You’ve heard about fast food but what about fast eating? We have all lived through this scene: You’ve had a really busy day at work and have only eaten a sandwich for lunch. By the time you get home you’re starving, but to make matters worse you only have 45 minutes before having to rush out again to go to the cinema with a friend. To get round this problem you go for a quick-and-easy pasta dish. Fifteen minutes later, the pasta is consumed and you are out of the door. Sounds familiar?
Many of us are guilty of fast eating in our increasingly fast-paced world, but did you know that this seemingly harmless routine can have surprising effects on our health and wellbeing? In this blog I explore fast eating, why it is crucial for our digestion system that we slow down and how savouring our meals can contribute to maintaining a healthy lifestyle. More importantly, after reading this you’ll see just how easy it is to adopt healthier eating habits, so let’s dig in!
The Science Behind Digestion.
To truly understand the impact of fast eating, let’s take a quick dive into the world of digestion. Digestion is a complex biological process that allows our bodies to break down food into smaller, absorbable components that can be used for energy, growth, and maintenance of various bodily functions. The process involves both mechanical and chemical actions and occurs in several stages throughout the digestive system.
- Mechanical Digestion: The first step of digestion begins in the mouth, where food is mechanically broken down by chewing and mixed with saliva. This process helps to create a smaller and more easily digestible food ‘balls’
- Chemical Digestion: Once swallowed, your food it travels down the esophagus and enters the stomach. Here, gastric juices containing hydrochloric acid and enzymes help break down proteins and prepare the food for further digestion. The partially digested food, now called ‘chyme’, moves into the small intestine.
- Absorption: In the small intestine, the majority of nutrient absorption takes place. Enzymes from the pancreas and bile from the liver further break down the chyme into simpler molecules (such as carbohydrates, proteins, and fats), which are then absorbed through the intestinal walls and enter the bloodstream.
- Elimination: Any indigestible or unabsorbed substances, along with waste products, move into the large intestine. Water and electrolytes are absorbed in the large intestine, and the remaining waste….well you know about that bit!
The Surprising Impact of Fast Eating.
Now, back to points 1 & 2, here’s where eating too quickly becomes really problematic. As we rush through our meals, we often swallow large chunks that haven’t been adequately chewed. These big pieces can put a strain on our digestive system, making it work harder to break down the food. This extra effort can lead to uncomfortable symptoms such as indigestion, bloating and even acid reflux. Additionally, eating this way interferes with our body’s natural hunger and fullness cues.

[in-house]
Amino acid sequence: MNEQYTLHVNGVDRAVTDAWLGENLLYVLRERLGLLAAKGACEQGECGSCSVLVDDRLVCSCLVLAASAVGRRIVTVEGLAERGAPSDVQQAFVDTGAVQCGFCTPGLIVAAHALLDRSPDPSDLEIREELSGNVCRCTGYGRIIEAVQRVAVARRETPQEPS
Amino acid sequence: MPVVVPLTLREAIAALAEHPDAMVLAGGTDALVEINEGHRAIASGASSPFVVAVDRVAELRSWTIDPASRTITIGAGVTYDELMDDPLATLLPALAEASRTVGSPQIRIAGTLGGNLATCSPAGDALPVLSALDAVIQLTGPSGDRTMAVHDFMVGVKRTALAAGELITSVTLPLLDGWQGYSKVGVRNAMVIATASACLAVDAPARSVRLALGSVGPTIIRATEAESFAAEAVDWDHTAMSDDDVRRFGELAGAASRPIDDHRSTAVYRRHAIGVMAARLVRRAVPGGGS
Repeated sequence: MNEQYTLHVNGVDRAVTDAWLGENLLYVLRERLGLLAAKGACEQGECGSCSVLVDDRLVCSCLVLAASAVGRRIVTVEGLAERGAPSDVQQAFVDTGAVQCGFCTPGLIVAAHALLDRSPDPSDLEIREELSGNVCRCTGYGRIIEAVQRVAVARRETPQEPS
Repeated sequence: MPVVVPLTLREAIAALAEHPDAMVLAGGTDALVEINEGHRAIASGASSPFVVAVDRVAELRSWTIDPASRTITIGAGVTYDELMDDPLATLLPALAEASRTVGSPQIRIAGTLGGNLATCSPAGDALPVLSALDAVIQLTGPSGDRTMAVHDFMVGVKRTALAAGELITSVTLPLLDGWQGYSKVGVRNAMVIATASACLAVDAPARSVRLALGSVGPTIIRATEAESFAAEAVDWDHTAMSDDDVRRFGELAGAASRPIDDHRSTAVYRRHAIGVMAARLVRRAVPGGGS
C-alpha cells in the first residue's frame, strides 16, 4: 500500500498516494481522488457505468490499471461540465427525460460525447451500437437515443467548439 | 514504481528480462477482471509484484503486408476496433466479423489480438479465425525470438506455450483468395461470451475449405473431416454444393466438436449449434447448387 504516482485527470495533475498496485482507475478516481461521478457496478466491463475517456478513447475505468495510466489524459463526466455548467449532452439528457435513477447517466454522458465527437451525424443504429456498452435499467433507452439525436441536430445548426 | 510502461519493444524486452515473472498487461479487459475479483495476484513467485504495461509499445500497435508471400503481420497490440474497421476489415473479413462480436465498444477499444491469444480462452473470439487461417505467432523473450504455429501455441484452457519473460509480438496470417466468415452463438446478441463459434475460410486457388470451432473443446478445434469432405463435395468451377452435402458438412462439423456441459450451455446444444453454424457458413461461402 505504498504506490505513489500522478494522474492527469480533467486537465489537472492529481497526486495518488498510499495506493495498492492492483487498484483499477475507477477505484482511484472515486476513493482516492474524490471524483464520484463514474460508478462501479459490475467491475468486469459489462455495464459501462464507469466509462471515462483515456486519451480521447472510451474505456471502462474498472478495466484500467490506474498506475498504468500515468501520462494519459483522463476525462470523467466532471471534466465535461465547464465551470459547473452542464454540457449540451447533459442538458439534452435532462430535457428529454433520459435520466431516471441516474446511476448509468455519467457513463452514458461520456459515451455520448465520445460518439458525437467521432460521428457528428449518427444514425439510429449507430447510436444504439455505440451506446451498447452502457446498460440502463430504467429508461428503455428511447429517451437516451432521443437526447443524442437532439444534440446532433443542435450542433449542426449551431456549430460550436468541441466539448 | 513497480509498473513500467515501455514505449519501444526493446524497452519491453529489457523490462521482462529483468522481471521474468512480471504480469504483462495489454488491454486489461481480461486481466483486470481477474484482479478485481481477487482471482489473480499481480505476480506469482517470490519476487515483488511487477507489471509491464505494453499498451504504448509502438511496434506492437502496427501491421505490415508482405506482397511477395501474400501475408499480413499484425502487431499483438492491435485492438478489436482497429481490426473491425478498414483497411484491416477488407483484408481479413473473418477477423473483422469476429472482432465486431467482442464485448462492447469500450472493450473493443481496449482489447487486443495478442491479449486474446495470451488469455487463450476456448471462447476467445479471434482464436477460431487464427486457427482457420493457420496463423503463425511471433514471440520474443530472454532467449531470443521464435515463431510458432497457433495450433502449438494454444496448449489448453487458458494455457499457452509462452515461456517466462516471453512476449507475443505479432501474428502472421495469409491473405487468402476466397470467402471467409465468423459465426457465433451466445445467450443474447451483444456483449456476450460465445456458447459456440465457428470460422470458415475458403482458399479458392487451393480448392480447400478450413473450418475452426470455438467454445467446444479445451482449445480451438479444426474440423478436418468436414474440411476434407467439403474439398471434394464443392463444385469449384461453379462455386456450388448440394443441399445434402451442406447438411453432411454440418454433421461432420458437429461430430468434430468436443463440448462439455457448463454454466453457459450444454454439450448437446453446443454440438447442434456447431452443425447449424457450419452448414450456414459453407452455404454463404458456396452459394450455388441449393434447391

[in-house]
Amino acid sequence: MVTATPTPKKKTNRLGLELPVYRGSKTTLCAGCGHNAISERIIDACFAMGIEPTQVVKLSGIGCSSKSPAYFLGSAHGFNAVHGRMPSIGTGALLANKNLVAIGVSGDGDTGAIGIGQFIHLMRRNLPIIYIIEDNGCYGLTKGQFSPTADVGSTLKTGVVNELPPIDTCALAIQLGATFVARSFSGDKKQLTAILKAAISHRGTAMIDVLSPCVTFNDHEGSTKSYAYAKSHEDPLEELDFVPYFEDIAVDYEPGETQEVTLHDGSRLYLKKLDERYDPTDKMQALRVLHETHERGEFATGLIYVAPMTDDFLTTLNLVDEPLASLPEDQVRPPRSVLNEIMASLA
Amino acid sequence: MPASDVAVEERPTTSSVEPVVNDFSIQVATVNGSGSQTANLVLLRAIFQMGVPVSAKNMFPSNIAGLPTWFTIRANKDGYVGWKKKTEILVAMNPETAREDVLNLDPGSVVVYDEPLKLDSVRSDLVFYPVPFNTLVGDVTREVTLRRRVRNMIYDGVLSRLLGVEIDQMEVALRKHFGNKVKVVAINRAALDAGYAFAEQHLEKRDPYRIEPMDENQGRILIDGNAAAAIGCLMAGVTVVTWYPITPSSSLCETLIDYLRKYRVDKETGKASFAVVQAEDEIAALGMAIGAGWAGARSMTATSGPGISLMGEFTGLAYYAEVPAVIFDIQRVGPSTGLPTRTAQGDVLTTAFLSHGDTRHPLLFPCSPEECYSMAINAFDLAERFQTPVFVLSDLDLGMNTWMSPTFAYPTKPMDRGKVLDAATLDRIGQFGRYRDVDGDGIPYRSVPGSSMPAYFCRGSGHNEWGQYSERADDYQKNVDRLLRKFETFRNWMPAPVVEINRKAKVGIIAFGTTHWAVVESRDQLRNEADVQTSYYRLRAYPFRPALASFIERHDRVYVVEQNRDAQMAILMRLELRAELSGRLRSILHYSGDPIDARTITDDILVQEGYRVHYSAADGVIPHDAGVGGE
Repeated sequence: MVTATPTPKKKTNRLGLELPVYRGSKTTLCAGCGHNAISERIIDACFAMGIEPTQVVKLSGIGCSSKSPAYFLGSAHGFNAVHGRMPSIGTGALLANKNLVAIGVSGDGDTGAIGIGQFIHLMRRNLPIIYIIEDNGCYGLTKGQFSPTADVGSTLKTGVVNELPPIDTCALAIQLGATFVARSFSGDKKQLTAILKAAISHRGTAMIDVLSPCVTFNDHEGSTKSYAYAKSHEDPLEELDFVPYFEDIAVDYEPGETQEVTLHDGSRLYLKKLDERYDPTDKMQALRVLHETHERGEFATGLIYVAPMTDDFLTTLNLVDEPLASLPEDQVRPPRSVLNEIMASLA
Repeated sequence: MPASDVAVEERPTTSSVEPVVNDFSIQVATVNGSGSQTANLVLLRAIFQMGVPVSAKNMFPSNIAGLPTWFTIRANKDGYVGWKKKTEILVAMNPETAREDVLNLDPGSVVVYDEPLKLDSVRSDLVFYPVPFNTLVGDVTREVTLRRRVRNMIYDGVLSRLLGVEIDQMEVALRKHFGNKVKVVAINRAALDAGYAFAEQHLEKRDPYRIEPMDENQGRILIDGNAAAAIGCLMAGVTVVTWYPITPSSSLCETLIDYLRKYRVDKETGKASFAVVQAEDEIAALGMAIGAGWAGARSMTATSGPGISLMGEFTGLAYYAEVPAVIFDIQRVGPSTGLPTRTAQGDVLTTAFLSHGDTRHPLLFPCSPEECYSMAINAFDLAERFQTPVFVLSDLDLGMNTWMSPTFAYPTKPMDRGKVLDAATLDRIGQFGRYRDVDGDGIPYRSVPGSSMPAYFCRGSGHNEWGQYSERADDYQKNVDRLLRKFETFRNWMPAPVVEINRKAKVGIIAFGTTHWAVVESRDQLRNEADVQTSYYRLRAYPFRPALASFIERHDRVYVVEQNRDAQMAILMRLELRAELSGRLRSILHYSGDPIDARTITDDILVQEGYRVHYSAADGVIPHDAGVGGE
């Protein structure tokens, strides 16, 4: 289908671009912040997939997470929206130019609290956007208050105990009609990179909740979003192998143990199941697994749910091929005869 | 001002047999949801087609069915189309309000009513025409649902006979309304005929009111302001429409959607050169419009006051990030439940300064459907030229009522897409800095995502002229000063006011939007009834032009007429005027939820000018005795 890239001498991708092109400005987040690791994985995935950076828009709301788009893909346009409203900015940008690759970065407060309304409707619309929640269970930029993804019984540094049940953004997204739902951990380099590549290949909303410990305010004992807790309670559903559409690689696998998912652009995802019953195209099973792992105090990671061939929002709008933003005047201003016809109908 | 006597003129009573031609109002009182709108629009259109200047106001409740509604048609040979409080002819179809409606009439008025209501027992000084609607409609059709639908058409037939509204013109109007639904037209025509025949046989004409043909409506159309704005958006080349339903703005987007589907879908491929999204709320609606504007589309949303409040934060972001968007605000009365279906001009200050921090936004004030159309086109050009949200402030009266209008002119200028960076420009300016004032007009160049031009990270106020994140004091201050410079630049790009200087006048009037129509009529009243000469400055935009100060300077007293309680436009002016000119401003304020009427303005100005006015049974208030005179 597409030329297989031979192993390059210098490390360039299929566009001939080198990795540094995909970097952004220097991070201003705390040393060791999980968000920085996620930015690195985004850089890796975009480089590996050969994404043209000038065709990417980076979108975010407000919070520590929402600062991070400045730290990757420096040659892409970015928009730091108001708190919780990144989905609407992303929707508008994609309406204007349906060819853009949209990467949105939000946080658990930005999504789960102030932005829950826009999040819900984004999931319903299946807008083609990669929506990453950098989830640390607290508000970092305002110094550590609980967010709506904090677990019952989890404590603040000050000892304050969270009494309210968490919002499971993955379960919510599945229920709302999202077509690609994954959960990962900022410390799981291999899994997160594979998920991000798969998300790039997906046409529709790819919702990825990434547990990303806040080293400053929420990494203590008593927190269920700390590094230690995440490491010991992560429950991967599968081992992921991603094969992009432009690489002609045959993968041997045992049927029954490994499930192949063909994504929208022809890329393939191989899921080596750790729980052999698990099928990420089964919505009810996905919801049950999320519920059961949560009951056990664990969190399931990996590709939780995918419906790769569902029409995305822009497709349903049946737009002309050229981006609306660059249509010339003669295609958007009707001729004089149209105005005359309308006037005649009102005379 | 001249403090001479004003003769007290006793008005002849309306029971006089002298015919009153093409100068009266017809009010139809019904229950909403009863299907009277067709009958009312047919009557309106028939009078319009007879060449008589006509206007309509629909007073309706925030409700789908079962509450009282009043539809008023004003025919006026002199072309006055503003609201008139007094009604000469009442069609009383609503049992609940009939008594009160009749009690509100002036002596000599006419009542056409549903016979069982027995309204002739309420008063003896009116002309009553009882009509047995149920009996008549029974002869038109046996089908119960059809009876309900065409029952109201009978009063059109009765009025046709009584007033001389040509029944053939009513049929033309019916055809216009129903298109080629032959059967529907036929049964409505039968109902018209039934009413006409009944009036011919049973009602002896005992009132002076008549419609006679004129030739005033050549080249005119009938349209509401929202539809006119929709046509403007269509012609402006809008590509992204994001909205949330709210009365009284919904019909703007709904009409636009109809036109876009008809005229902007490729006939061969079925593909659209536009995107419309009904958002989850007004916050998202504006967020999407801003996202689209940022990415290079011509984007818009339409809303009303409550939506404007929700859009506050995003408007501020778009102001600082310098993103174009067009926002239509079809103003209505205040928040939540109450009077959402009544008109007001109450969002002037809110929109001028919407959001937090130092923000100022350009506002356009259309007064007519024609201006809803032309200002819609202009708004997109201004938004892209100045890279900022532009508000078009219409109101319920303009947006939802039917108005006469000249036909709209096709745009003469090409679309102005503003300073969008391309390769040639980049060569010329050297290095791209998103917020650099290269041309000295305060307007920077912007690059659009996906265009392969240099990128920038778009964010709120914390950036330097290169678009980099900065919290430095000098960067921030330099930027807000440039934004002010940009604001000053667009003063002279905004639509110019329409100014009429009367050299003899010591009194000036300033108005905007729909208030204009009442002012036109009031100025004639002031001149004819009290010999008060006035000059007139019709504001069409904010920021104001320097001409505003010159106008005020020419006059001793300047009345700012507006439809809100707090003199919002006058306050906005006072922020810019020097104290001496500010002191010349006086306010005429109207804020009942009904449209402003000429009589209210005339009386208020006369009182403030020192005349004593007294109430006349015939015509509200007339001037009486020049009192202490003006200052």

When we consume food rapidly we override this signalling system and often end up overeating, leading to weight gain and a host of other health issues like heartburn, gastrointestinal disorders and potentially type 2 diabetes. This comes from the rapid consumption that causes a sudden influx of glucose; leading to sharp spikes in blood sugar levels which, in time, can contribute to insulin resistance.
A Better Way to Eat for Digestive Glow.
Now that we understand the negative impact, it’s time to make a conscious effort to slow down and savour our meals. Here are some practical tips to help you adopt a more sensible eating approach.
1. Set the scene: Create a pleasant eating environment by sitting at a table, we are not talking white linen and silverware here, but mostly an setting that is free from distractions like electronic devices or work. Try and say Goodbye to scoffing down a sandwich whilst walking between meetings!
2. Chew your food thoroughly: Aim for around 20-30 chews per bite. This allows your food to mix well with saliva, which will start the digestion process and make it easier for your stomach to break down.
3. Slow down: Take breaks between bites, put down your chop sticks and engage in conversation, or simply enjoy the flavours and textures of your meal. This mindful pause helps you reconnect with your body’s hunger and fullness cues.
4. Portion control: Start with smaller portions and give yourself time before going for seconds. This way you can assess whether you’re truly still hungry.
5. Try to eat within 1 hour and leave 5 hours between meals. Give your gut enough time to reset, which can help with digestion. Eating a balance of protein, fibre, and fat at each meal will go a long way in making your food more satisfying so you aren’t constantly on the search for a snack.
When we adopt a healthier relationship with food we’re immediately being kinder to our bodies and improving our digestive systems. Taking time to eat not only makes for a more enjoyable dining experience but also leads to proper digestion that boosts nutrient absorption and gives way to improved control of blood sugar levels.
Just remember to follow those easy steps of chewing slowly; tasting and savouring each mouthful – and relax – before long you’ll notice a difference in how you feel after meal times and how your energy levels stay constant through out the day. Your digestive system will thank you. Bon Appétit!